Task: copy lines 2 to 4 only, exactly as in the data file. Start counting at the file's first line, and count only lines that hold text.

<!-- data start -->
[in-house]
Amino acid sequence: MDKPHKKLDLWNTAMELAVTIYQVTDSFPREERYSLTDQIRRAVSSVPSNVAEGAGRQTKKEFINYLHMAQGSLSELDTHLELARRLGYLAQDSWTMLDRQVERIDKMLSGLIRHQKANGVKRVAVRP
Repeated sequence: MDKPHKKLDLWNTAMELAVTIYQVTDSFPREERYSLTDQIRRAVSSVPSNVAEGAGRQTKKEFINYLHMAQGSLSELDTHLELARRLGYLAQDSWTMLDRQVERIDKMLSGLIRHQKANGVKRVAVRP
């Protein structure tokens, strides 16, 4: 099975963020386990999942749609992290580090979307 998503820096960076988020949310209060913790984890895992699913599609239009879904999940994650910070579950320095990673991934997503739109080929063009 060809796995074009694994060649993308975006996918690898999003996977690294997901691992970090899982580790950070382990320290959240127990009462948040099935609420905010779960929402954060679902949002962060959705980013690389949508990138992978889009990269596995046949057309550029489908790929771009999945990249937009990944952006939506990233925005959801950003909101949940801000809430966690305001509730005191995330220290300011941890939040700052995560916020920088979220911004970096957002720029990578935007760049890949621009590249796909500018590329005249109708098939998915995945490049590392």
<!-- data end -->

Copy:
Amino acid sequence: MDKPHKKLDLWNTAMELAVTIYQVTDSFPREERYSLTDQIRRAVSSVPSNVAEGAGRQTKKEFINYLHMAQGSLSELDTHLELARRLGYLAQDSWTMLDRQVERIDKMLSGLIRHQKANGVKRVAVRP
Repeated sequence: MDKPHKKLDLWNTAMELAVTIYQVTDSFPREERYSLTDQIRRAVSSVPSNVAEGAGRQTKKEFINYLHMAQGSLSELDTHLELARRLGYLAQDSWTMLDRQVERIDKMLSGLIRHQKANGVKRVAVRP
């Protein structure tokens, strides 16, 4: 099975963020386990999942749609992290580090979307 998503820096960076988020949310209060913790984890895992699913599609239009879904999940994650910070579950320095990673991934997503739109080929063009 060809796995074009694994060649993308975006996918690898999003996977690294997901691992970090899982580790950070382990320290959240127990009462948040099935609420905010779960929402954060679902949002962060959705980013690389949508990138992978889009990269596995046949057309550029489908790929771009999945990249937009990944952006939506990233925005959801950003909101949940801000809430966690305001509730005191995330220290300011941890939040700052995560916020920088979220911004970096957002720029990578935007760049890949621009590249796909500018590329005249109708098939998915995945490049590392």